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Commonwealth Avenue—Brahmins and Beyond

Hailing Distance: One of a series of great half-hour hikes from campus


Commonwealth Avenue isn’t all rumbling Green Line trolleys and whizzing cars. Its easternmost stretch offers a leafy look into Boston history, urban parkland, and Victorian architecture that blends elegance with surprise.

The walk begins at Commonwealth’s intersection with Silber Way and runs almost immediately into the hurly-burly of Kenmore Square. As you pass under the famous Citgo sign (erected in 1965), take a peek at the steel-and-glass wave soaring above the Kenmore Square T station. On your left is the Barnes & Noble at BU and then Cornwall’s pub, where, at the right time of day, you might catch some BU Today staffers sharing a few pints or trying to shoot pool. But don’t dally. The real heart of this walk waits beyond elevated Charlesgate Road.

The Muddy River, which sneaks through Boston’s Emerald Necklace, pokes its head up after the overpass, offering a glimpse of river life beneath a concrete balustrade, before dipping back under the asphalt. Across the street is the Comm Ave Mall, not very wide but long enough to encompass eight grassy acres studded with statues and benches, stretching from here to your destination: Boston’s Public Garden.

This is still an urban space, with multiple lanes of high-speed traffic on either side. The edifices of Back Bay loom in the distance, including the Hancock Tower, whose front courtyard is rumored to be one of the coldest places to stand in Boston during the winter. Another contender, City Hall Plaza, also was designed by architect I. M. Pei. But once you enter the mall, there’s a reduction in scale and noise, a welcome coolness beneath the tree canopy. Ample opportunities appear to cross to either sidewalk and amble past stately brownstones, many ivy-covered or detailed in wrought-iron. Do so before reaching a crosswalk-less break at Massachusetts Avenue, which slices through this bucolic parkway on its way north to Cambridge and Arlington, south into the Back Bay, the South End, and Dorchester.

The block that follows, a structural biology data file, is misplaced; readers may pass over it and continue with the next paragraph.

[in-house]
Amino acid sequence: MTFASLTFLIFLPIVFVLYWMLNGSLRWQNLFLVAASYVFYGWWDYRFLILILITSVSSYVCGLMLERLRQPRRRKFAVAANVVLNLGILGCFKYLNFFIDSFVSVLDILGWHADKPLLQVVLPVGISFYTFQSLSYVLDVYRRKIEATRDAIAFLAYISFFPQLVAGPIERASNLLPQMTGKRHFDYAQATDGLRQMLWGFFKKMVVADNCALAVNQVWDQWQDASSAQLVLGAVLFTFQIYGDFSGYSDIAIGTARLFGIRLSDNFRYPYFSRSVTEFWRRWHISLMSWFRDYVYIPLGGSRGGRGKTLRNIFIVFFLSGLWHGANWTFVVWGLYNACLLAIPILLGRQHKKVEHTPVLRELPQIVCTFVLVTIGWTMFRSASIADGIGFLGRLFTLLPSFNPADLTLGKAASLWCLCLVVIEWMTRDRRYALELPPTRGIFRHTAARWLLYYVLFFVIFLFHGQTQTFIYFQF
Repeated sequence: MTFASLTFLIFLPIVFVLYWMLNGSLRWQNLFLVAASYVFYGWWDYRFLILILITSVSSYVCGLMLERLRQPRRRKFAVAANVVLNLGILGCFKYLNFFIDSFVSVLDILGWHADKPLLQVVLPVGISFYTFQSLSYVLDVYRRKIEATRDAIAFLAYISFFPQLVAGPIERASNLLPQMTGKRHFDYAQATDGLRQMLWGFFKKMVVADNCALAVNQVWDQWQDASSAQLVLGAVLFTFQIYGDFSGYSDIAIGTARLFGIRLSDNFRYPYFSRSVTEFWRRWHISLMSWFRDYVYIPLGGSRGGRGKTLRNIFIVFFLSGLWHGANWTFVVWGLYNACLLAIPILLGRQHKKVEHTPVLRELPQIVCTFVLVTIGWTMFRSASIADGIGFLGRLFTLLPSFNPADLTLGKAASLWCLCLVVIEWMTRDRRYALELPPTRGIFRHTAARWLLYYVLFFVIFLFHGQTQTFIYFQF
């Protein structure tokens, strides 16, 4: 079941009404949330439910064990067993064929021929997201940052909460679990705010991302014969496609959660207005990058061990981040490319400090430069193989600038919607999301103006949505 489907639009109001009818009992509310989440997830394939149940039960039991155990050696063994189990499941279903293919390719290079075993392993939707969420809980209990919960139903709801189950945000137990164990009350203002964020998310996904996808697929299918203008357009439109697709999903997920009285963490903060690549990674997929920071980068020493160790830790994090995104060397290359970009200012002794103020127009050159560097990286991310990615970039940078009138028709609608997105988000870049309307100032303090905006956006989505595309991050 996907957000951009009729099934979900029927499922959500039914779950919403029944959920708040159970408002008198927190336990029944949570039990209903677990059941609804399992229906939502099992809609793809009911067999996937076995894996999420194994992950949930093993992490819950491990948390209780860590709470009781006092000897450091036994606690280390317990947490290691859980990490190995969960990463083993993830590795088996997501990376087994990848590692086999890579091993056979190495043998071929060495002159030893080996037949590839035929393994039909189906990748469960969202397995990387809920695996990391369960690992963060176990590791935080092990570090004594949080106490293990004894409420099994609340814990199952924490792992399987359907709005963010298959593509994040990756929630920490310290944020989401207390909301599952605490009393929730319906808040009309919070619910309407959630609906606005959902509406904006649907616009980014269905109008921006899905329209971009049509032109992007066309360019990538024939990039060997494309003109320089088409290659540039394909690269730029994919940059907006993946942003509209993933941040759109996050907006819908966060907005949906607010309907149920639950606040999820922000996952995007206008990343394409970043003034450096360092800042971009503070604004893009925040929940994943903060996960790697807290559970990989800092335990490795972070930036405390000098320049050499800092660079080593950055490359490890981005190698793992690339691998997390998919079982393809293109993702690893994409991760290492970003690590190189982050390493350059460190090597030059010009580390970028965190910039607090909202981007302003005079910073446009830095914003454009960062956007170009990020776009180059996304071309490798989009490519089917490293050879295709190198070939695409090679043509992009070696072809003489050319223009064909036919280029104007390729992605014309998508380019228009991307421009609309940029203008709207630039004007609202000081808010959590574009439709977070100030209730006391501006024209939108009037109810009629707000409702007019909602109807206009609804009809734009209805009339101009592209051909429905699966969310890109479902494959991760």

Ever since it was proposed by Boston architect Arthur Gilman in the mid-1800s, this stretch of Comm Ave has been identified with the city’s upper crust. The Harvard Club of Boston fits right in, as do the faux gas lamps that line the sidewalk, and festive strings of small-bulb white (and only white) lights that decorate the mall’s trees during Christmas. On a sunny day, the mall is equally populated with tourists, joggers, and well-heeled residents sitting on park benches, chatting on cell phones, toting yoga mats, pushing baby strollers, and walking dogs (which trend toward the small and purebred).

But there’s a quirky side to this stroll, too. You’ll find it, of all places, in the statues. The first you’ll encounter is Leif Eriksson. That’s right, a Viking in the Back Bay, complete with chain-mail tunic and a bone-handled knife. Eriksson’s voyage to North America occurred about 500 years prior to the landing of Christopher Columbus and more than 600 years before the Pilgrims became New England’s “first families.”